Old newspapers take a lot of careful reading, which is probably not for everyone. But they are are a great – maybe even the best place to discover local history. Shultz appears regularly in both the Augusta Chronicle and the Edgefield Advertiser with Sheriff’s sales of Hamburg property, reports of Hamburg anniversary celebrations, and melancholy articles by Shultz condemning his latest injuries (or outlining a new plan to escape them).
You can search Edgefield Advertisers online for one article after another about Shultz, or anyone else you think might show up. The Augusta Chronicle covers Shultz beginning with construction of the Bridge in 1813, and for example had many columns reporting Shultz in his 1827 murder trial.
A digitized paper with online search is huge. These antebellum papers pack their space with small text, headlines are very limited, and only a couple of pages per issue are dated and numbered. I have searched papers over and over to find something I knew was there, but just couldn’t see it. When you do find something interesting, worth keeping, follow my advice – keep a careful note of the name of the paper, the date, page number, column in which the article appeared, and the topic. History is not what you can find – it’s what you can find AGAIN!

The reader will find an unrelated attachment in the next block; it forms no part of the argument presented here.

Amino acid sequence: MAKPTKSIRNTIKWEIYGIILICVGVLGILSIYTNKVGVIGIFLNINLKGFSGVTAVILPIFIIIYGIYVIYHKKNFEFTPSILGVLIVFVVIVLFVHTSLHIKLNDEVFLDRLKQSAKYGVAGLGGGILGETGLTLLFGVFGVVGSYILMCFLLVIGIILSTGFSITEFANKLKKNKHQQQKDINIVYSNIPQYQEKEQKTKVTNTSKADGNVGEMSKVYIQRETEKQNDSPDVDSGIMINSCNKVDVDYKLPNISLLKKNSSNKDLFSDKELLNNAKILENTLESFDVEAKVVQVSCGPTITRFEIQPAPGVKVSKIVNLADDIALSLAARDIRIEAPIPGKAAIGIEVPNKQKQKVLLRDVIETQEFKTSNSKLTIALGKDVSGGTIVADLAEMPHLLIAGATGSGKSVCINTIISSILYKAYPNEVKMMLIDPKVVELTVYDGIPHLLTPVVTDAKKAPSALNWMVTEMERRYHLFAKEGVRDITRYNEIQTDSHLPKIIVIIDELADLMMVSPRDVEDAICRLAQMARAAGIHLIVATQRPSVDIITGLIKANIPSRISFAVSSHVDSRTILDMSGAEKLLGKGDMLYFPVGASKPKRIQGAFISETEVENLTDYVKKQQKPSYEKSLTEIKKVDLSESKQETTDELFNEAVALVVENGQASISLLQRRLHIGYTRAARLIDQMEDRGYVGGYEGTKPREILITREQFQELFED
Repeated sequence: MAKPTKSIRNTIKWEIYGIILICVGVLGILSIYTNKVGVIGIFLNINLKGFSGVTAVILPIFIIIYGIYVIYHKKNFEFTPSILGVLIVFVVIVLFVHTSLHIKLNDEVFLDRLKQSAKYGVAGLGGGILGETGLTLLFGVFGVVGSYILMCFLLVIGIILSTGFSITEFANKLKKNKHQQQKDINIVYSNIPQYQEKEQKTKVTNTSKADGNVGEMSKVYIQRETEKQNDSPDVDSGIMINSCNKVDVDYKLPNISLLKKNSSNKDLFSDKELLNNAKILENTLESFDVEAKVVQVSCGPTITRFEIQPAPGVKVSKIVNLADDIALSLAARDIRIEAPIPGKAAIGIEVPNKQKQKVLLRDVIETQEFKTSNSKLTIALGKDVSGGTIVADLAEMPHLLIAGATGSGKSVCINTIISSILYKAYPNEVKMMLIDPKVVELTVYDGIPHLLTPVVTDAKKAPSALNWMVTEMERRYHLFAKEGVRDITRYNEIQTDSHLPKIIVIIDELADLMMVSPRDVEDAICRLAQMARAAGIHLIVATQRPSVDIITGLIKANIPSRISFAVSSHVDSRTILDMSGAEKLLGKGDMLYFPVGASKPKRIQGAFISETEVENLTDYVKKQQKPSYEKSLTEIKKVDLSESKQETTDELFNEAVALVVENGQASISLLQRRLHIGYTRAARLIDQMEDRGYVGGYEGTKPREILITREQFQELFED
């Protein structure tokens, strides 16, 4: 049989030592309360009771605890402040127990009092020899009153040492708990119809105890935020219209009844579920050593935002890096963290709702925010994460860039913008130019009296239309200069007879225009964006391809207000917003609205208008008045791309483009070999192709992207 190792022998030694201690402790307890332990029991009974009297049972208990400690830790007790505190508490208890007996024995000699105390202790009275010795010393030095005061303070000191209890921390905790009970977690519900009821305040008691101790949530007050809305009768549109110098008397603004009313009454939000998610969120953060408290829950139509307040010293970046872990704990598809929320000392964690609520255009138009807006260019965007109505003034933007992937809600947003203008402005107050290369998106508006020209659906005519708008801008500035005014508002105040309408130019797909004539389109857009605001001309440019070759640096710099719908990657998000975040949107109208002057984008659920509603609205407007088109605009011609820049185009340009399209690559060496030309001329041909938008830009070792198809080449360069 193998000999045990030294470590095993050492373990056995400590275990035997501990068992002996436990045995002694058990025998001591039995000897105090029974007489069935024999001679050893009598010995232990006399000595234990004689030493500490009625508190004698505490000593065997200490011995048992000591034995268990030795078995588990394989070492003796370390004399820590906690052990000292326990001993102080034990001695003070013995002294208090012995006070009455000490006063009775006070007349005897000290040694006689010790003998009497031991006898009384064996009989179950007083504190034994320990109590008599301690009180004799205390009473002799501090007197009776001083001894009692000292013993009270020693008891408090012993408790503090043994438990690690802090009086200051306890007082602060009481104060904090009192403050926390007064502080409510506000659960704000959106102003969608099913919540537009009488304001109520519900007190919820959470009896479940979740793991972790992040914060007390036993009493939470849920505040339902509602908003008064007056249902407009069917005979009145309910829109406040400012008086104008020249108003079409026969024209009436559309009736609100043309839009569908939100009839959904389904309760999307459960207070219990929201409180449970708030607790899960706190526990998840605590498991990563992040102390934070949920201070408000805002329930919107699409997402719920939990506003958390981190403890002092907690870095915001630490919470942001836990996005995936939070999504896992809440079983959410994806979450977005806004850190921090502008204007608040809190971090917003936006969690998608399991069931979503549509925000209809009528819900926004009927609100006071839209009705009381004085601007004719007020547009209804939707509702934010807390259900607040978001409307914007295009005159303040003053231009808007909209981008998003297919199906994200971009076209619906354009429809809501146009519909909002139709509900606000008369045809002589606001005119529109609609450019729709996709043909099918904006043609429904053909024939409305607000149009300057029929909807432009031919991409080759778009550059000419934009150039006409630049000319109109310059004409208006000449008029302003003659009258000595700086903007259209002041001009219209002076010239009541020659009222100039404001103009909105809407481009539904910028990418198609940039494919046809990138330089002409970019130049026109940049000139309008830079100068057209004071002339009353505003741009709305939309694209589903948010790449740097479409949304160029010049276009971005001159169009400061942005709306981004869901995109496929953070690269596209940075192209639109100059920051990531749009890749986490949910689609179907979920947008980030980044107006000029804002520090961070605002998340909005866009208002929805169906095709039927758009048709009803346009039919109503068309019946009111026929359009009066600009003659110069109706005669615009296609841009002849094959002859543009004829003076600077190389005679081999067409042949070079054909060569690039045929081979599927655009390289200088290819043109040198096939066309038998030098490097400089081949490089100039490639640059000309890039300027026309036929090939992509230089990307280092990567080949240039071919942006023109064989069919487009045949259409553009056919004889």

Below we have a couple of interesting articles from the Library of Congress web site, which has a great digital collection from the Edgefield Advertiser that you can search and read for free. Unfortunately, this paper only started in 1836.
The Augusta Chronicle has been digitized back to 1789, but at home you will have to pay to use it. I think you can still get on it for free at the Augusta Library.